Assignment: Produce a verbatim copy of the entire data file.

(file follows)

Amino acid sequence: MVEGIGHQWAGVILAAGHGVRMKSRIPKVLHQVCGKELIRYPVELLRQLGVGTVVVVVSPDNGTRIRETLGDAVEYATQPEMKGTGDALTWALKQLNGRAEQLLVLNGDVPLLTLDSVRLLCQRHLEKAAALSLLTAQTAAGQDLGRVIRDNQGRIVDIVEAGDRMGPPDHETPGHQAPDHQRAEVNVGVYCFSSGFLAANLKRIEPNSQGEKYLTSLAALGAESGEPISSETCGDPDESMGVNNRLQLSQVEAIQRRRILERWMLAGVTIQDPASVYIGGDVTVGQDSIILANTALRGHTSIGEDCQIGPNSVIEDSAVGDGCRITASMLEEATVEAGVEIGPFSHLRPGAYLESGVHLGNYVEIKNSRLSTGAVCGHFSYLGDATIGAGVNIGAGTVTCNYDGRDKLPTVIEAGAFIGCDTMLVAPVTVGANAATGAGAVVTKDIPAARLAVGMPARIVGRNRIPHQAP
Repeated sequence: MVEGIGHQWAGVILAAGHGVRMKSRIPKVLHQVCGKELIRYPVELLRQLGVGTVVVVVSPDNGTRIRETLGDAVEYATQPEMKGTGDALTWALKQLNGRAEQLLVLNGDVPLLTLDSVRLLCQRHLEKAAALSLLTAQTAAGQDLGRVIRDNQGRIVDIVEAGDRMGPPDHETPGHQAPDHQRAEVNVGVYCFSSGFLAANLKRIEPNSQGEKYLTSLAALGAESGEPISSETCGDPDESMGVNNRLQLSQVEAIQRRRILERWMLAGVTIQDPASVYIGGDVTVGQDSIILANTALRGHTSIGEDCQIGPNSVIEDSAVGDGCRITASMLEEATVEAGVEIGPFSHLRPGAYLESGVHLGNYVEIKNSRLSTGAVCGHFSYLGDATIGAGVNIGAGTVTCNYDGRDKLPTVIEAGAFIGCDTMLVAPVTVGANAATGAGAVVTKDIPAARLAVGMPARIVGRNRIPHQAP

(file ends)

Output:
Amino acid sequence: MVEGIGHQWAGVILAAGHGVRMKSRIPKVLHQVCGKELIRYPVELLRQLGVGTVVVVVSPDNGTRIRETLGDAVEYATQPEMKGTGDALTWALKQLNGRAEQLLVLNGDVPLLTLDSVRLLCQRHLEKAAALSLLTAQTAAGQDLGRVIRDNQGRIVDIVEAGDRMGPPDHETPGHQAPDHQRAEVNVGVYCFSSGFLAANLKRIEPNSQGEKYLTSLAALGAESGEPISSETCGDPDESMGVNNRLQLSQVEAIQRRRILERWMLAGVTIQDPASVYIGGDVTVGQDSIILANTALRGHTSIGEDCQIGPNSVIEDSAVGDGCRITASMLEEATVEAGVEIGPFSHLRPGAYLESGVHLGNYVEIKNSRLSTGAVCGHFSYLGDATIGAGVNIGAGTVTCNYDGRDKLPTVIEAGAFIGCDTMLVAPVTVGANAATGAGAVVTKDIPAARLAVGMPARIVGRNRIPHQAP
Repeated sequence: MVEGIGHQWAGVILAAGHGVRMKSRIPKVLHQVCGKELIRYPVELLRQLGVGTVVVVVSPDNGTRIRETLGDAVEYATQPEMKGTGDALTWALKQLNGRAEQLLVLNGDVPLLTLDSVRLLCQRHLEKAAALSLLTAQTAAGQDLGRVIRDNQGRIVDIVEAGDRMGPPDHETPGHQAPDHQRAEVNVGVYCFSSGFLAANLKRIEPNSQGEKYLTSLAALGAESGEPISSETCGDPDESMGVNNRLQLSQVEAIQRRRILERWMLAGVTIQDPASVYIGGDVTVGQDSIILANTALRGHTSIGEDCQIGPNSVIEDSAVGDGCRITASMLEEATVEAGVEIGPFSHLRPGAYLESGVHLGNYVEIKNSRLSTGAVCGHFSYLGDATIGAGVNIGAGTVTCNYDGRDKLPTVIEAGAFIGCDTMLVAPVTVGANAATGAGAVVTKDIPAARLAVGMPARIVGRNRIPHQAP